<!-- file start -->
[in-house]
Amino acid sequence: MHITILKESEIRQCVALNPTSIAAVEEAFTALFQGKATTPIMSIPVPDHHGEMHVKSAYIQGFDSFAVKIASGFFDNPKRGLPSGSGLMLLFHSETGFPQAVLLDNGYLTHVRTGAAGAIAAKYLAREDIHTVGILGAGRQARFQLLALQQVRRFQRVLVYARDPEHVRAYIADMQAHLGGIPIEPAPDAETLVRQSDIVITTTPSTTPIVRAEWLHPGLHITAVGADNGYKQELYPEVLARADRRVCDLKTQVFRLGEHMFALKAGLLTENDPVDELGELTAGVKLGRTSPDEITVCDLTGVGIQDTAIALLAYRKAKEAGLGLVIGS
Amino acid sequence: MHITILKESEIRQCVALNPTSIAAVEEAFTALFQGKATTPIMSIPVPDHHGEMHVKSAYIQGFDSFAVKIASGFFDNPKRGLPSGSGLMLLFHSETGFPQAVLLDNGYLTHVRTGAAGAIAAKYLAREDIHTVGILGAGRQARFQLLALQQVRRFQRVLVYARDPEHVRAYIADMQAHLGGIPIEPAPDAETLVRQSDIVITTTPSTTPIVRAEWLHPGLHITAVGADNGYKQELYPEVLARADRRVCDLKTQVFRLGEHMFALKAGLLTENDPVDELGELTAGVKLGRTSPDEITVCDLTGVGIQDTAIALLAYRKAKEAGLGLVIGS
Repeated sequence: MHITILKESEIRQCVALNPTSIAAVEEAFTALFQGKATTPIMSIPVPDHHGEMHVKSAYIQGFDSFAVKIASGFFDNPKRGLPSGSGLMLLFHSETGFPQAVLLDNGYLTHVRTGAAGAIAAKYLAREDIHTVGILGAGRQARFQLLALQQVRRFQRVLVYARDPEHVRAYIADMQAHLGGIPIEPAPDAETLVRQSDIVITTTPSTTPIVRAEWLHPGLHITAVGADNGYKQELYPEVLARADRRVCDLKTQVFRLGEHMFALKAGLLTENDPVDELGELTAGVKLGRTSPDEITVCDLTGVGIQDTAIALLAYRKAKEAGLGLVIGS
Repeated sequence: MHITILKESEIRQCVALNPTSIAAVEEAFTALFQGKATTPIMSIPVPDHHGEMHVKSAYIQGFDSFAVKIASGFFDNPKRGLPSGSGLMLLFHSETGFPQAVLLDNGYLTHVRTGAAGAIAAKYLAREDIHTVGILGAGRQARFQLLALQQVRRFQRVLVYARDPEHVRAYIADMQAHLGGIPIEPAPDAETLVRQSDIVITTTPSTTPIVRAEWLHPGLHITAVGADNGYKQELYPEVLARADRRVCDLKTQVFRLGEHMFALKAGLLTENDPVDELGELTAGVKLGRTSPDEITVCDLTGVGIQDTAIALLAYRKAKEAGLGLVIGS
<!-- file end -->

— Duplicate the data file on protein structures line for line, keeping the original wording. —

[in-house]
Amino acid sequence: MHITILKESEIRQCVALNPTSIAAVEEAFTALFQGKATTPIMSIPVPDHHGEMHVKSAYIQGFDSFAVKIASGFFDNPKRGLPSGSGLMLLFHSETGFPQAVLLDNGYLTHVRTGAAGAIAAKYLAREDIHTVGILGAGRQARFQLLALQQVRRFQRVLVYARDPEHVRAYIADMQAHLGGIPIEPAPDAETLVRQSDIVITTTPSTTPIVRAEWLHPGLHITAVGADNGYKQELYPEVLARADRRVCDLKTQVFRLGEHMFALKAGLLTENDPVDELGELTAGVKLGRTSPDEITVCDLTGVGIQDTAIALLAYRKAKEAGLGLVIGS
Amino acid sequence: MHITILKESEIRQCVALNPTSIAAVEEAFTALFQGKATTPIMSIPVPDHHGEMHVKSAYIQGFDSFAVKIASGFFDNPKRGLPSGSGLMLLFHSETGFPQAVLLDNGYLTHVRTGAAGAIAAKYLAREDIHTVGILGAGRQARFQLLALQQVRRFQRVLVYARDPEHVRAYIADMQAHLGGIPIEPAPDAETLVRQSDIVITTTPSTTPIVRAEWLHPGLHITAVGADNGYKQELYPEVLARADRRVCDLKTQVFRLGEHMFALKAGLLTENDPVDELGELTAGVKLGRTSPDEITVCDLTGVGIQDTAIALLAYRKAKEAGLGLVIGS
Repeated sequence: MHITILKESEIRQCVALNPTSIAAVEEAFTALFQGKATTPIMSIPVPDHHGEMHVKSAYIQGFDSFAVKIASGFFDNPKRGLPSGSGLMLLFHSETGFPQAVLLDNGYLTHVRTGAAGAIAAKYLAREDIHTVGILGAGRQARFQLLALQQVRRFQRVLVYARDPEHVRAYIADMQAHLGGIPIEPAPDAETLVRQSDIVITTTPSTTPIVRAEWLHPGLHITAVGADNGYKQELYPEVLARADRRVCDLKTQVFRLGEHMFALKAGLLTENDPVDELGELTAGVKLGRTSPDEITVCDLTGVGIQDTAIALLAYRKAKEAGLGLVIGS
Repeated sequence: MHITILKESEIRQCVALNPTSIAAVEEAFTALFQGKATTPIMSIPVPDHHGEMHVKSAYIQGFDSFAVKIASGFFDNPKRGLPSGSGLMLLFHSETGFPQAVLLDNGYLTHVRTGAAGAIAAKYLAREDIHTVGILGAGRQARFQLLALQQVRRFQRVLVYARDPEHVRAYIADMQAHLGGIPIEPAPDAETLVRQSDIVITTTPSTTPIVRAEWLHPGLHITAVGADNGYKQELYPEVLARADRRVCDLKTQVFRLGEHMFALKAGLLTENDPVDELGELTAGVKLGRTSPDEITVCDLTGVGIQDTAIALLAYRKAKEAGLGLVIGS